Getting Ahead of Chargeback Fraud as a Business

Chargeback fraud ultimately leads to financial damage for both merchants and consumers. In this article, we breakdown what Chargeback fraud is and how to prevent it.

With the growing trend of businesses moving online, there is increasing difficulty in understanding the intentions behind every online purchase, as well as handling transaction disputes and other issues to ensure a seamless exchange of value between businesses and their customers.

To fully understand chargeback fraud, let’s do a walkthrough of what chargeback really means.

A chargeback is a transaction reversal process in which a customer disputes a charge on their transactions and requests the value be reversed to them. It is a dispute resolution mechanism used by traditional finance and financial technology companies to help consumers contest transactions that they believe are fraudulent or unauthorized.

So how does chargeback work in principle?

When a chargeback is initiated, the issuer of the transaction method (usually banks, payment processors, or financial institutions) will investigate the claim, and if found to be valid, will reverse the transaction and return the funds to the customer's account. While chargebacks can provide a valuable form of fraud protection for consumers, they can also be costly and time-consuming for merchants who may incur fees and penalties for disputed transactions. In many cases, businesses still bear the brunt, even when they are the victims.

What then is chargeback fraud? It is the misuse of the chargeback process by customers to get a refund for a legitimate transaction that they did in fact authorized, but without a valid reason to do so.

Such a customer files a dispute with their issuing bank claiming that the transaction was fraudulent or unauthorized, resulting in the reversal of the transferred funds. This type of fraud can be intentional or unintentional, but the deed has been done, and businesses suffer the loss of revenue, fees imposed by the bank, and damage to their business reputation.

Chargeback fraud has come a long way.

Imagine you are a business owner who is nearing the end of your busy season and reviewing your store's performance. As you are going through your inbox, you come across an email notifying you that a customer has disputed a charge on a transaction, claiming they never made the purchase. Upon further investigation, you realize that you have fallen victim to chargeback fraud. Despite the holiday rush being everything you had hoped for, with high-value transaction volumes and prospects of a great fiscal year, you have now been hit with a chargeback claim.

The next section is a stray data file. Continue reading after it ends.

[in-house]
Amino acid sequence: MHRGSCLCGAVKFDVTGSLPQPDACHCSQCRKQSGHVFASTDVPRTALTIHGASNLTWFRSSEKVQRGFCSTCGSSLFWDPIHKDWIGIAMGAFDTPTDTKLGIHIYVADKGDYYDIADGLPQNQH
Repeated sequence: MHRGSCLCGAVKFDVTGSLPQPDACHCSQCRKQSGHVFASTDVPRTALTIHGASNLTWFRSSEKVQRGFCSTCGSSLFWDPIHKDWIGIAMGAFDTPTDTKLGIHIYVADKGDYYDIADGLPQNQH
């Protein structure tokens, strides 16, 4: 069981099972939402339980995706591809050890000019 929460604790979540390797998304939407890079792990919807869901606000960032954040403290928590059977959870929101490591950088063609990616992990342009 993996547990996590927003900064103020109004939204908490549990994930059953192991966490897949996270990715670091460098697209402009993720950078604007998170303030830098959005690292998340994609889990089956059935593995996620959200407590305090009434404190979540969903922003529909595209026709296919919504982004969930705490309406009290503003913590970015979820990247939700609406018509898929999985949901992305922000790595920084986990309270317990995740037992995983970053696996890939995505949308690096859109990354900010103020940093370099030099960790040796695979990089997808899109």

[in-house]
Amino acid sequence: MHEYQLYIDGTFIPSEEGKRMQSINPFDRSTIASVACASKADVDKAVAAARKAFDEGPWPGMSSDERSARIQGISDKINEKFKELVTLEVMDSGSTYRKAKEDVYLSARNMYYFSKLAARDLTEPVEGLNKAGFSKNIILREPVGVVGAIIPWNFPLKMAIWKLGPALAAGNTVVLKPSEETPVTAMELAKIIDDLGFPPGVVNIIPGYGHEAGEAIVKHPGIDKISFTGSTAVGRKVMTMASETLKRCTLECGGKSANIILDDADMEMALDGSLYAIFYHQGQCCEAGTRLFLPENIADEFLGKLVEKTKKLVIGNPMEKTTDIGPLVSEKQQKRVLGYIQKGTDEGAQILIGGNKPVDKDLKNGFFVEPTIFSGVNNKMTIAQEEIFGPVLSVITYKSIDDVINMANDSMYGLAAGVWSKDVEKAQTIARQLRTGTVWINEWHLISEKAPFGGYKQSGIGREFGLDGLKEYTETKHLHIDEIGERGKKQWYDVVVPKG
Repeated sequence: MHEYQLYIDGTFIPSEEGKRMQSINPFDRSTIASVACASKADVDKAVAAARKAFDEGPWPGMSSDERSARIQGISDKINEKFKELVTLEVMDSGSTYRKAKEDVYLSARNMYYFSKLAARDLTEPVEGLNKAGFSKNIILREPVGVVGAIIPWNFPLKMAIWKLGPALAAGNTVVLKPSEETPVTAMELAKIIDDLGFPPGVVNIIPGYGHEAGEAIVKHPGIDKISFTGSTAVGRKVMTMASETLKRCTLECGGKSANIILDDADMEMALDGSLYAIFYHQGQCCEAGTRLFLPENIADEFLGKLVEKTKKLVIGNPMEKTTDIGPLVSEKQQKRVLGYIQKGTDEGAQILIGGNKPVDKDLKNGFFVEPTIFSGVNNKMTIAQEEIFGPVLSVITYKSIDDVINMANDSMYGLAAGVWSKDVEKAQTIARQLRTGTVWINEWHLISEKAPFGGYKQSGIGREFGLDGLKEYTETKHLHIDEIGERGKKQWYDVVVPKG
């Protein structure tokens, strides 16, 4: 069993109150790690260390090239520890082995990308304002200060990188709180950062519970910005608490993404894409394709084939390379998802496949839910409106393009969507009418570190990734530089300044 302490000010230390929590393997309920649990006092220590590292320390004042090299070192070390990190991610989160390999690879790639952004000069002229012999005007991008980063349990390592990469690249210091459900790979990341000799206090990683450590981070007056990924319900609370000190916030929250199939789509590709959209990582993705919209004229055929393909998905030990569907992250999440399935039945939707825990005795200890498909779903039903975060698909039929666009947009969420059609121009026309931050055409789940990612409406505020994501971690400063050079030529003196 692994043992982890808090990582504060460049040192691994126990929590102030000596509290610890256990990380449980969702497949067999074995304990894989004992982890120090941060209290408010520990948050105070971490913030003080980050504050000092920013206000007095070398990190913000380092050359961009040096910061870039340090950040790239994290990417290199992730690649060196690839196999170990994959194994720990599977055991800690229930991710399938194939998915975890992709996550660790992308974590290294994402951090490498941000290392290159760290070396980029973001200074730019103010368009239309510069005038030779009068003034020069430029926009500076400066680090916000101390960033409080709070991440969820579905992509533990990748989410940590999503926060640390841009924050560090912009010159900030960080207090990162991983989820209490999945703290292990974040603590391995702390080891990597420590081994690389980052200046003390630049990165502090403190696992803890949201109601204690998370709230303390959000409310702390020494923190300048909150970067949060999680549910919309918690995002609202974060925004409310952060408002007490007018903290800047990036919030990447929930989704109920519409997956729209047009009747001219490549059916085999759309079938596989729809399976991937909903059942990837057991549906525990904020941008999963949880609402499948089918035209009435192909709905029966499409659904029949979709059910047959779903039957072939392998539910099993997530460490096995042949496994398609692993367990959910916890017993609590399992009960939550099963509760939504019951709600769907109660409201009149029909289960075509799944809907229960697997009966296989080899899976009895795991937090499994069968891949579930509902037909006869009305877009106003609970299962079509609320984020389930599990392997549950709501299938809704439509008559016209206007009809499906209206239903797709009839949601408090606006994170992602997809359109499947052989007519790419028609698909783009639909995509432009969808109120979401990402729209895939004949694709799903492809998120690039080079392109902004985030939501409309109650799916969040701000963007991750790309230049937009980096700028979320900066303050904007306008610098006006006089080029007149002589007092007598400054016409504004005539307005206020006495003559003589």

Although you may have sufficient evidence to prove the invalidity of a chargeback request to your acquiring bank, it can still be emotionally distressing when the request is accepted without valid grounds. This raises the question of the time and effort expended in the back-and-forth process. What happens to the valuable time lost during this ordeal?

Chargeback fraud is a real threat that can happen to any business, and so must be treated with care, and of course, in a transparent manner.

Image credit: iStockphoto

Forms of Chargeback Fraud

According to a report by Chargebacks911 in 2022, approximately two-thirds of merchants reported a rise in friendly chargebacks over the last three years, with an average increase of 28%, particularly post-COVID.

In this blog, we will explore the forms of chargeback fraud and how to protect your business from it.

  1. Friendly Fraud: One primary chargeback fraud type is friendly fraud which happens when a customer disputes a transaction, despite having received the purchased goods or services. The customer may allege that they did not authorize the purchase, that the product was defective, or that they never received it.
    Friendly fraud often occurs due to confusion, forgetfulness, or an effort to receive a refund without returning the item.
  2. Identity Theft: In such situations, the fraudster acquires credit card information illegally to conduct unauthorized transactions. The actual cardholder may not detect the theft until they receive their monthly statement, and by then, the fraudster would have already obtained the purchased goods or services.
  3. Merchant Error: Another prevalent cause of chargeback fraud is merchant error, which arises when a merchant commits an error during the transaction process, such as charging the wrong amount or not delivering the promised goods or services. This could result in a chargeback when the customer disputes the transaction.

    To avert merchant error, it is crucial to establish unambiguous policies and procedures for transaction processing and to train employees adequately on handling transactions. This can significantly benefit your business and reduce valuable time spent handling chargebacks and transaction disputes.
  4. Cybercrime: Cybercrime is a growing concern for businesses of all sizes. Cybercriminals employ various methods, including phishing scams, malware, and hacking, to steal credit card information. With this information, they can conduct unauthorized transactions or sell it on the dark web.